The Resident at the Court of Oude, thus writes on the 2d of March 17775:-" Notwiths standing the confidence the Nabob reposes in “ Murteza Khan, the Begums are much dissas tisfied with his elevation.—They recommend" ed to his Excellency to encourage the old “ servants of the government, whose influence “ in the country, and experience, might have “ strengthened his own authority, and seated
“ him firmly on the Musnud ; in some measure, “ this too may appear consistent with the inte“ rests of the Company, for as Elija Khan and “ the old ministers have, by frequent instances “ within their own knowledge, experienced the
power of our government, such men I should “ conceive are much more likely to pay defe
rence to the Company, than a person who at.
present can have but a very imperfect idea of " the degree of attention which ought to be paid 56 to our connexion with the Nabob." Your Lordships see that the Begums recommended the old servants, contrary to the maxims of Rehoboam, -those who had served his father and had served the country; and who were strongly inclined to support the English interest there. Your Lordships will remark the effects of the Begum's influence upon the state of things in 1775, that the Nabob had been advised by his mother to employ the confidential servants of his father; persons conversant in the affairs of the country, persons interested in it, and persons who were well disposed to support the English connexion. Your Lordships will now attend to a letter from Mr. Bristow, at Lucknow, to the Board, dated 28th November 1775:
" I also neglected no part of my duty on the spot; but advised the minister, even at Lucknow, according to my letter of the third in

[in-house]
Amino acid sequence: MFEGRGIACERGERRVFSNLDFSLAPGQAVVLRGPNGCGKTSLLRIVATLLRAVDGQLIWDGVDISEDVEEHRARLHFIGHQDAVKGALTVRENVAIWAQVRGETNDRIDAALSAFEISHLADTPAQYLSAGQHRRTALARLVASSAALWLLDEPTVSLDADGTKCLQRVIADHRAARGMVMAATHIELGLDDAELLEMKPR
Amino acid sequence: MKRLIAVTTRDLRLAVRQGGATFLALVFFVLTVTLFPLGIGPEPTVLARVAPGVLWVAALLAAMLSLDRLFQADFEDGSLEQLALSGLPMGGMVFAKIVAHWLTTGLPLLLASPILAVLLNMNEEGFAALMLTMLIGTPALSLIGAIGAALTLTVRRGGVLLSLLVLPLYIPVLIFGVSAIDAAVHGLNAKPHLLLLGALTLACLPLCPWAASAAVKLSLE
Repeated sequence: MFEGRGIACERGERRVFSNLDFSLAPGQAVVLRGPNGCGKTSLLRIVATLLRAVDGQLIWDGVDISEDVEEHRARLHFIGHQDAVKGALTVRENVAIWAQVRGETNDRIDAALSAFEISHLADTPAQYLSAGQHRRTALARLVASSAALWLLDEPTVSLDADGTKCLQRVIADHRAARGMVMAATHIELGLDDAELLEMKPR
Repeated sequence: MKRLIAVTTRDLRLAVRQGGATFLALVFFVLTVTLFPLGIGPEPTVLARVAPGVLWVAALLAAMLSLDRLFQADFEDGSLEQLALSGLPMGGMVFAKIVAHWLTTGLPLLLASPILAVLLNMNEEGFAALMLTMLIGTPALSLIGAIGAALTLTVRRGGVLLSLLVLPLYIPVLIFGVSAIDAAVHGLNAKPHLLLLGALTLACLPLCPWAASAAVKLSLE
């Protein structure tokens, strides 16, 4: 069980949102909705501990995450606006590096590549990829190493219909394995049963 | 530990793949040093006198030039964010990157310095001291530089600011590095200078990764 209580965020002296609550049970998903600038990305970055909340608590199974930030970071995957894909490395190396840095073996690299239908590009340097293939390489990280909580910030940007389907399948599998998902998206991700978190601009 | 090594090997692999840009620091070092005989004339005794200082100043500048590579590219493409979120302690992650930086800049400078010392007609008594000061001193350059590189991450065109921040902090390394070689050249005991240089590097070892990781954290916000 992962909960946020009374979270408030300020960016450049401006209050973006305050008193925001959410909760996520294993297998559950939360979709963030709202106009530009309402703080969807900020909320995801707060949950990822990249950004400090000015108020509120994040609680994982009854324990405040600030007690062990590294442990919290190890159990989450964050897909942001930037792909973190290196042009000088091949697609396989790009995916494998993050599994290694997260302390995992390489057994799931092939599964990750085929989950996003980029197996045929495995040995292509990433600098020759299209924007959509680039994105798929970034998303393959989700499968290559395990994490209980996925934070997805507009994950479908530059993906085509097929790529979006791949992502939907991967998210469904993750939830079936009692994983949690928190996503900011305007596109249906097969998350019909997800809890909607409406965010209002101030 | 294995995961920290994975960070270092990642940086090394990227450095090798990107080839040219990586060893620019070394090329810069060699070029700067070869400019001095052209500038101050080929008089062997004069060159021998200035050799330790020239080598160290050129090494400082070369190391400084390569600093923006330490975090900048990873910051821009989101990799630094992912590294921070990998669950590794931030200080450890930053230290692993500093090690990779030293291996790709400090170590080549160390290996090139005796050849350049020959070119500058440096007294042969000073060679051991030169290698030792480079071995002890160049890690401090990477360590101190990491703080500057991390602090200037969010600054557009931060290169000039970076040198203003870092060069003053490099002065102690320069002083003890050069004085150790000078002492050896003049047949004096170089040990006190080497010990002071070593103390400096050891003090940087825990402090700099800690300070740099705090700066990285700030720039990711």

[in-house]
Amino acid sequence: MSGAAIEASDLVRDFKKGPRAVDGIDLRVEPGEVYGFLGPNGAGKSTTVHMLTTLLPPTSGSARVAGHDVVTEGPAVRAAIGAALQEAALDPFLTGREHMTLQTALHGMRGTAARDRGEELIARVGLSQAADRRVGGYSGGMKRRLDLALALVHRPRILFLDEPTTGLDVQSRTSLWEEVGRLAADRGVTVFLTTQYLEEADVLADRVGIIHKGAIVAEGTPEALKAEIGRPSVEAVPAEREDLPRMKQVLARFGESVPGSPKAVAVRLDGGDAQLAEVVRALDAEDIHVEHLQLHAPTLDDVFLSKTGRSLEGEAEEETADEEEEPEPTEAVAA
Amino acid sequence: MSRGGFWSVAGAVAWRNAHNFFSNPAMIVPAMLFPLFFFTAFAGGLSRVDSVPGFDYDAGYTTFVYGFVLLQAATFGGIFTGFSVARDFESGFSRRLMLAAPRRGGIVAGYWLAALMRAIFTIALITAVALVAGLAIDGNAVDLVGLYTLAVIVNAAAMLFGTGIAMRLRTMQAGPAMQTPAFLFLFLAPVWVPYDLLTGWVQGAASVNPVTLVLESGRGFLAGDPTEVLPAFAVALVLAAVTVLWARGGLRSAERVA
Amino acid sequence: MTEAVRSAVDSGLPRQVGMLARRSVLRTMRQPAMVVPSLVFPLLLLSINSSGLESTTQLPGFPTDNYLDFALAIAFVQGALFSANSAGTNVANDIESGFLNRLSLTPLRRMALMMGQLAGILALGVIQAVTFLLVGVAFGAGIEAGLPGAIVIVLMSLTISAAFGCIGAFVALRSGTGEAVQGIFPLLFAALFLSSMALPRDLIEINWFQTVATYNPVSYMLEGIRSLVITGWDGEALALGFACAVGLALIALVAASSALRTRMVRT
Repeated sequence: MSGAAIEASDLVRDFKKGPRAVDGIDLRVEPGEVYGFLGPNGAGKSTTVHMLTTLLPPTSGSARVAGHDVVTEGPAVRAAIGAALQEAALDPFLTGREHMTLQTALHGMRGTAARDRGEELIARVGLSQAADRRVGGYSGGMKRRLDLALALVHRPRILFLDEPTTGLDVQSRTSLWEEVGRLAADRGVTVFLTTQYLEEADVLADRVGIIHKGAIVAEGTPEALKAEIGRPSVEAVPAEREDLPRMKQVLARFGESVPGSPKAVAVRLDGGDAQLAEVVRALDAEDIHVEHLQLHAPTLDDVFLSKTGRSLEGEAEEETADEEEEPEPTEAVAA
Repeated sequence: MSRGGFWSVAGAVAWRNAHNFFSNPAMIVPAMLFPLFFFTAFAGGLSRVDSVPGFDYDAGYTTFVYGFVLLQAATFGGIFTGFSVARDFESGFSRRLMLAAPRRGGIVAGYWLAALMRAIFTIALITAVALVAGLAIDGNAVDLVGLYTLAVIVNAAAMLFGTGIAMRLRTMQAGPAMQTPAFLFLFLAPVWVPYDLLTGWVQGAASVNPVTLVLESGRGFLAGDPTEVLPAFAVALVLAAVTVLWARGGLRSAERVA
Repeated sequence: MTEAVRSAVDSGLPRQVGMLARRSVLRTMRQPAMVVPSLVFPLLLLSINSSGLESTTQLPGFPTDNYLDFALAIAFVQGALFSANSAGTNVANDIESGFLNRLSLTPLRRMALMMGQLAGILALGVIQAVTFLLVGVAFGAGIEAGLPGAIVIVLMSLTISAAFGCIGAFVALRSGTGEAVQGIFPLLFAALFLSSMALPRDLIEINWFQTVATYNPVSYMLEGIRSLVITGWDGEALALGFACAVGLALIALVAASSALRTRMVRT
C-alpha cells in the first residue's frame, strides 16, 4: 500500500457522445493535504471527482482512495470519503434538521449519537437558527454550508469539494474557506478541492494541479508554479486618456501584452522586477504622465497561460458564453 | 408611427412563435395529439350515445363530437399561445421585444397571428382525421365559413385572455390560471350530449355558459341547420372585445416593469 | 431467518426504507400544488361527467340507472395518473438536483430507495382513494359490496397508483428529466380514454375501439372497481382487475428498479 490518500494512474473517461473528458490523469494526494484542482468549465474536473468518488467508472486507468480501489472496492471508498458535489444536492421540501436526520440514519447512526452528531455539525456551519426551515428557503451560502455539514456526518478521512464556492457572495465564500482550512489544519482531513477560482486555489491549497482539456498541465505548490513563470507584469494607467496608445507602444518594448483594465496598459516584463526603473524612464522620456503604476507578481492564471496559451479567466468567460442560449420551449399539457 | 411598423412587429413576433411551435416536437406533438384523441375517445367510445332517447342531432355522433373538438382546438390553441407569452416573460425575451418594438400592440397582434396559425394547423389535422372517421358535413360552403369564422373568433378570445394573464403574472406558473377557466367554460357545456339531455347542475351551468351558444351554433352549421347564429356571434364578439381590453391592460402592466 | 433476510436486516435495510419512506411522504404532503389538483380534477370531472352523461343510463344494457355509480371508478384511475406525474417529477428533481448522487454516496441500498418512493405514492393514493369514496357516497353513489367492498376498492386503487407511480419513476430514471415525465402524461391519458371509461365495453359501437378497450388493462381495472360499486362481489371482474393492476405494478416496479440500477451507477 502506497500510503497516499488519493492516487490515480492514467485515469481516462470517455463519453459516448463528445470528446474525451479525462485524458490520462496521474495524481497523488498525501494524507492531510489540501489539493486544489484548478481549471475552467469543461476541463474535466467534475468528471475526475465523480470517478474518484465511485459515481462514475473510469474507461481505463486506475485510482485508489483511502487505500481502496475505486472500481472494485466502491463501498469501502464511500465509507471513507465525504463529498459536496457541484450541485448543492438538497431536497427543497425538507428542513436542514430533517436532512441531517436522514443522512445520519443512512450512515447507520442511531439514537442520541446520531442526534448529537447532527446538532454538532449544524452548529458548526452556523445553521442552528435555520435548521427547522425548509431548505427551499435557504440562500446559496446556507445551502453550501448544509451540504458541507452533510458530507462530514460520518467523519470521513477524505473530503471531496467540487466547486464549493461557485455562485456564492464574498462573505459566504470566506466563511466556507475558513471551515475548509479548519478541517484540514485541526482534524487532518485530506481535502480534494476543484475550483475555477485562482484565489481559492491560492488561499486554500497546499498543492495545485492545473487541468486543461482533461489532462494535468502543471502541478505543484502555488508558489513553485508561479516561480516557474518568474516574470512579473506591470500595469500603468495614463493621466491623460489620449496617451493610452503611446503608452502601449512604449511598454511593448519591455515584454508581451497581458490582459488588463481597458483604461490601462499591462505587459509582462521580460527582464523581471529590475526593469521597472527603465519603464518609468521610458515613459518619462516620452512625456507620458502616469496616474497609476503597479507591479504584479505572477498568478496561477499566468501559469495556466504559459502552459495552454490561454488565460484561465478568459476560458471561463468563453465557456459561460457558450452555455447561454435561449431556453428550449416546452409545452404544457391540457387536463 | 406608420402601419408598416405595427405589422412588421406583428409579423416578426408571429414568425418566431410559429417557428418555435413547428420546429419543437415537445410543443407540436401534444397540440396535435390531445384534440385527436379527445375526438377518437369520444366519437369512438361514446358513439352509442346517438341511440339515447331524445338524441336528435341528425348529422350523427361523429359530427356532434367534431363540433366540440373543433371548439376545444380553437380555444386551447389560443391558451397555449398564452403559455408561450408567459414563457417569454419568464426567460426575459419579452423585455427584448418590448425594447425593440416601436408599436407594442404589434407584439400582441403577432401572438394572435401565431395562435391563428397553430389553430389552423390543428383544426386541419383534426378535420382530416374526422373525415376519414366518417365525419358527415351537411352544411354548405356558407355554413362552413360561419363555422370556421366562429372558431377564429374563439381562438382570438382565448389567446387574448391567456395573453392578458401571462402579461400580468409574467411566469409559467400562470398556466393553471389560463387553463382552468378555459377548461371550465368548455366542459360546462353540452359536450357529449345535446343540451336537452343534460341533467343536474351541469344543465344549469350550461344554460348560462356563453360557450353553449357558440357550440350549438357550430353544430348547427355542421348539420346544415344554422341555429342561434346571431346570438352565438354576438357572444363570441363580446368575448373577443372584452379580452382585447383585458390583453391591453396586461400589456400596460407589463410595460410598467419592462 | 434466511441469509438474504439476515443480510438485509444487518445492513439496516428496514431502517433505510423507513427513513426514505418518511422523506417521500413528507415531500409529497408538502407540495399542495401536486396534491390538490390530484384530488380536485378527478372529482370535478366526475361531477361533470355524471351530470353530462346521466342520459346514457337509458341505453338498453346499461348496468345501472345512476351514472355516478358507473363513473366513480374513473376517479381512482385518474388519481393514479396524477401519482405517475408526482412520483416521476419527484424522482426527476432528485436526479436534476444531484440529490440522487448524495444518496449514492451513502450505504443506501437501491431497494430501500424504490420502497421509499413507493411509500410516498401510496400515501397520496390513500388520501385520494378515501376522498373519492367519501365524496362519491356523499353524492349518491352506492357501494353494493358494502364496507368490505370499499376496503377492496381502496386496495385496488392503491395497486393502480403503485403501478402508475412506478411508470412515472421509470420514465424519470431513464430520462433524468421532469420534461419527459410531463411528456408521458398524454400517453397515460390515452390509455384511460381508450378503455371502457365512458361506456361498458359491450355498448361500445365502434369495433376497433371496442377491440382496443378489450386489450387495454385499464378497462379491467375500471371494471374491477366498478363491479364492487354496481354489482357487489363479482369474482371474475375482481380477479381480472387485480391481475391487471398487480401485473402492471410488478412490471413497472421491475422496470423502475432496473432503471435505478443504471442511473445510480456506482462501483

“ stant, to recommend it to the Nabob, to dis“ miss his useless and mutinous troops, which “ measure seems, by present appearances, to “ have succeeded beyond expectation; as thë “ rest of the army do now pay the greatest “ attention to his Excellency's orders; already “ the complaints of the violences the troops “ used to commit, are greatly decreased ; they
profess obedience, and by the best intelligence “ I can obtain of their disposition, there seems s to be little doubt' that the examples made by “ disbanding Bussunt's corps has every good “ effect we could wish, which had crossed the “ river and voluntarily surrendered their arms “ the day before yesterday to the Nabob.”
His next letter is dated 13th June 1776:“ Honourable Sir and Sirs,--It is Elija Khan's “ first object to regulate the Vizier's revenue, “ and I must do him the justice to say, that the 66 short time he has been in office he has been
indefatigable, and already settled the greater “ part of the province of Oude, and fixed on the “ districts for the assignments of the army
subsidy; Corahi and Allahabad he has disposed “ of, and called for the Dooab and Rohilehund “ accounts, in order to adjust them as soon as “ possible. This activity will, I hope, produce " the most salutary effects, as the present junc